In Geneva, on the right bank of the River Rhone, opposite to that beautiful little piece of land named Rousseau's Island (in honor of the great Genevan writer), stands the Hotel Les Bergues. It is among the oldest purpose built grand hotels in the world - a remarkable icon of European hospitality.
In local history the site of the hostelry and its rise are still subjects of articles by the feuilletonistes in this ancient city on the lake. Near to it, the noble river Rhone enters Lake Geneva. A writer in the Journal de Geneve, in 1919, gave a long and rather lucid account of the origin of the name Les Bergues, of which it seems even well-informed Genevans were in ignorance. (you find this account under HISTORY).
The name “des Bergues” has the kind of pedigree that no one would willingly give up. Its originates with a German merchant and financier called Johannes Kleberger (1486-1546). Though frequently on his travels, Herr Kleberger owned several properties in Geneva, including one on this section of quayside where Lake Geneva funnels into the Rhone river as it passes the old hilltop city. A friend of Erasmus, Hans Kleberger had his portrait painted Albrecht Dürer and you can see it today hung in Vienna’s Kunsthistorisches Museum.
This is from a report about Swiss Hospitality, dated 1919:
In local history the site of the hostelry and its rise are still subjects of articles by the feuilletonistes in this ancient city on the lake. At this point, or very near to it, the noble Rhone enters Lake Geneva. A writer in the Journal de Geneve, in 1919, gave a long and rather lucid account of the origin of the name Les Bergues, of which it seems even well-informed Genevans were in ignorance. As it has a connection with the hotel so named, it may be briefly recounted. Early in the seventeenth century a certain generous and well-liked citizen, Jean Kleberger, known affectionately as le Bon Allemande, owned and occupied a mansion and extensive gardens on the bank of the Rhone. He was constantly engaged in deeds of generosity, charity and benevolence, and in his honor, when the street along his property was widened and extended, the plan of 1726 alluded to it as "les Cle Bergue"; rather a play upon his name, or perhaps in ignorance of how the owner of the name spelled it. Once a citizen who had a mill near-by got into some difficulties with his community. Kleberger was in a position to bring suit against the mill owner which, if carried to the court of Syndics, would have brought about the condemnation of the defendant. He refrained, however, and the mill owner not only was saved but the town was able to develop one of its industries—the production of wall-papers. The industry decayed later, and by the year 1827 had disappeared from Geneva. In that year a Societe des Bergues was formed to take over the buildings of the defunct wall-paper factory and erect a hotel on the site. This was brought about, and Les Bergues was the result.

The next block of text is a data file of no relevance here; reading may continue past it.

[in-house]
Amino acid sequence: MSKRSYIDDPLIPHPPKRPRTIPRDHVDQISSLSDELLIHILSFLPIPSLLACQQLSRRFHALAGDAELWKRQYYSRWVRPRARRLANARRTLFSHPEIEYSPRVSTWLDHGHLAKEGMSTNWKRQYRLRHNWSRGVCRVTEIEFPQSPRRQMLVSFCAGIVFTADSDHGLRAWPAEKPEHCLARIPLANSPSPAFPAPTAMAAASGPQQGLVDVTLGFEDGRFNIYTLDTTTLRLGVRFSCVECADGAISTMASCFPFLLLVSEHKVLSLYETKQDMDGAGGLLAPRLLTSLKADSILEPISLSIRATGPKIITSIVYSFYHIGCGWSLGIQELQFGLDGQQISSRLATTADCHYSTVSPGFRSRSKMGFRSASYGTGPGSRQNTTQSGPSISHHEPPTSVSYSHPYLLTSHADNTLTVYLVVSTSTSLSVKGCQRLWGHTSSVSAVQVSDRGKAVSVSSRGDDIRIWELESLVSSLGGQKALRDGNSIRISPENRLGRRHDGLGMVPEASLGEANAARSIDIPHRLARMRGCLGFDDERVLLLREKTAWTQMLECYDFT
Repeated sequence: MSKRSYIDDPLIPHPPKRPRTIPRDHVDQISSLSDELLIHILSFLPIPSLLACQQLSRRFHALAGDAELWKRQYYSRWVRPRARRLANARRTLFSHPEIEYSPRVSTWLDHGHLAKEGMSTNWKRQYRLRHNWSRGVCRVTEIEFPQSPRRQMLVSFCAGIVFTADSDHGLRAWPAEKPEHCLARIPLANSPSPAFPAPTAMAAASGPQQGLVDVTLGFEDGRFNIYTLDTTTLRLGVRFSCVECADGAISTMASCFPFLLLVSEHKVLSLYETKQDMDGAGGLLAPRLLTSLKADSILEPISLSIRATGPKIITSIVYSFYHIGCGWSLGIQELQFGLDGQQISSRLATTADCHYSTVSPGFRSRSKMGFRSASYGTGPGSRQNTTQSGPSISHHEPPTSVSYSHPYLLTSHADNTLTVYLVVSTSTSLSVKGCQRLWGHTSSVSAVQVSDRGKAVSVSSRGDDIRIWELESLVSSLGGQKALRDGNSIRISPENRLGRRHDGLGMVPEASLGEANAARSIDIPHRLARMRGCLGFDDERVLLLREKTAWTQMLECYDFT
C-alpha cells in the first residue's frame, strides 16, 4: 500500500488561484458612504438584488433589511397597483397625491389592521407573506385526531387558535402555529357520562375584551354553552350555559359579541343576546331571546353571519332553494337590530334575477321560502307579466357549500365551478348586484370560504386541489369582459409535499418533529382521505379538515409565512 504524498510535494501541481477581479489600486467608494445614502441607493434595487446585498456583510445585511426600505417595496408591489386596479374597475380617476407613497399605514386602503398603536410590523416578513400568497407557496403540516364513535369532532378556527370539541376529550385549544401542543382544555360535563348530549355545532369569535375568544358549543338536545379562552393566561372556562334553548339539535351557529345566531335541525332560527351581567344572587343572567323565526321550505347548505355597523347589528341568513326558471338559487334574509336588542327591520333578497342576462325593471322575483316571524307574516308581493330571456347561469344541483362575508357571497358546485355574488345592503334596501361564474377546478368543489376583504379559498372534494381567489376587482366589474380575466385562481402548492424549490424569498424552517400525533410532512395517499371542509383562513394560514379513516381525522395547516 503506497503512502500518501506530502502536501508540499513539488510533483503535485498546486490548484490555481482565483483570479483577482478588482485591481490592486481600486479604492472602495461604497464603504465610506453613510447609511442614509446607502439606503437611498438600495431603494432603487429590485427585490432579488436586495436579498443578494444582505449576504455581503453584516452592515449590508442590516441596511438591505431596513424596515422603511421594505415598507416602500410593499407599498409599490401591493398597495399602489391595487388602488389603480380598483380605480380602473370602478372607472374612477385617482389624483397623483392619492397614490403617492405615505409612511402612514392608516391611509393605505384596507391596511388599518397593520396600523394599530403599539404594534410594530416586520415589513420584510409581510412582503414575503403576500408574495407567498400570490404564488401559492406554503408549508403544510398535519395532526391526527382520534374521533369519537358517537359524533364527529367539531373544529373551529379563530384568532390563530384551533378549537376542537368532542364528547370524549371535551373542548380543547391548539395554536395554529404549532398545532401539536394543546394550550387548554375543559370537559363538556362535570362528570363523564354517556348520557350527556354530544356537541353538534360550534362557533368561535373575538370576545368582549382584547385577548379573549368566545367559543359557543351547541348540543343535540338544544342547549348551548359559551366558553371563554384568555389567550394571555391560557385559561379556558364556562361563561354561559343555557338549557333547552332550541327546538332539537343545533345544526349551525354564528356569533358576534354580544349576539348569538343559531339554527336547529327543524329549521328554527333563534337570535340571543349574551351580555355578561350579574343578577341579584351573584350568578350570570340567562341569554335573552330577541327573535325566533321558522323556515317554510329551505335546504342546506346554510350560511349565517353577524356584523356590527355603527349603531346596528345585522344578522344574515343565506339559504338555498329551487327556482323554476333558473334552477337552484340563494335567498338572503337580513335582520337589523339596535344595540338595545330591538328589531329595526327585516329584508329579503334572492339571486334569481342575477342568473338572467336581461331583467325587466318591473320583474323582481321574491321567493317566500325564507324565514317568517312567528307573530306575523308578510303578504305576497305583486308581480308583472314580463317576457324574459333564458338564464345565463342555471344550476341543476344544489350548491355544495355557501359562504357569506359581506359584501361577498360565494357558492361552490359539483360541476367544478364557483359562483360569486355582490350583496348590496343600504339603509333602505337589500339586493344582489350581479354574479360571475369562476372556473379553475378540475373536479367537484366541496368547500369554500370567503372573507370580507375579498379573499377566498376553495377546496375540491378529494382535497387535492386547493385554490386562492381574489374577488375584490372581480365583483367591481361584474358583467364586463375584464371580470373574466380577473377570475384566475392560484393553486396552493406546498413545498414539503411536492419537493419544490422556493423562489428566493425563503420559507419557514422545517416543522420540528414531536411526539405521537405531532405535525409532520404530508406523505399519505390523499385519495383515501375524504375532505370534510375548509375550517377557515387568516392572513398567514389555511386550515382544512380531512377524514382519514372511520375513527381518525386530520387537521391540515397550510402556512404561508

A few years ago the façade of the hotel was entirely remodelled with care to preserve the Genevan character of its architecture. The house has been made even more historic by the character of many of its guests in its long career. These include the royalty and nobility of Europe and, of course, some of the foremost names in statecraft, literature and art. The Golden Book of the hotel goes back only to 1861, but since that time there have been entertained many German princes, dukes and counts, and their wives. Ludwig, King of Bavaria, was a visitor in 1862, when there also registered Frederick Wilhelm, afterwards the German Emperor, and his consort, Victoria, Crown Princess and Princess Royal of Great Britain, etc. ; the Prince of Wales, afterwards King Edward VIII. Others of royalty who came in later years were the Grand Duchess Marie, later Empress of Russia; Queen Louise, of Denmark, Marie of Savoy, Queen of Portugal; Queen Emma of Hawaii; Christian, King of Denmark; and King George of Hanover. More recently the hotel has entertained M. Thiers, of France; Prince Albassi Bey and Prince Mohammed Bey, sons of the Khedive of Egypt; King Alexander of Serbia; Sven Hedin; King Ferdinand and Queen Marie, of Rumania; the Crown Prince Yugala of Siam; General Joffre; Austin Chamberlain, and the ministers, Herriot, Briand, Theunis and Venizelos.
Mr. Bailly de Lalonde - French writer François-René & Céleste Chateaubriand - French writer and politician The Emperor François-Joseph The Emperor Elizabeth The Prince of Wales, futur Edouard VII The Emperor Victoria d'Allemagne The King Léopold 1er de Belgique The Queen Wilhelmine and the royal Family of Danmark Persian Shah Nasr ed-Din Aristide Briand Jean Cocteau Edith Piaf Sophia Loren Marechal Joffre Aga Khan
Restaurant Le Pavillon-deluxe coffee shop Restaurant L´Amphitryon-gastronomical cuisine Le Bar-piano bar serving light luncheon at midday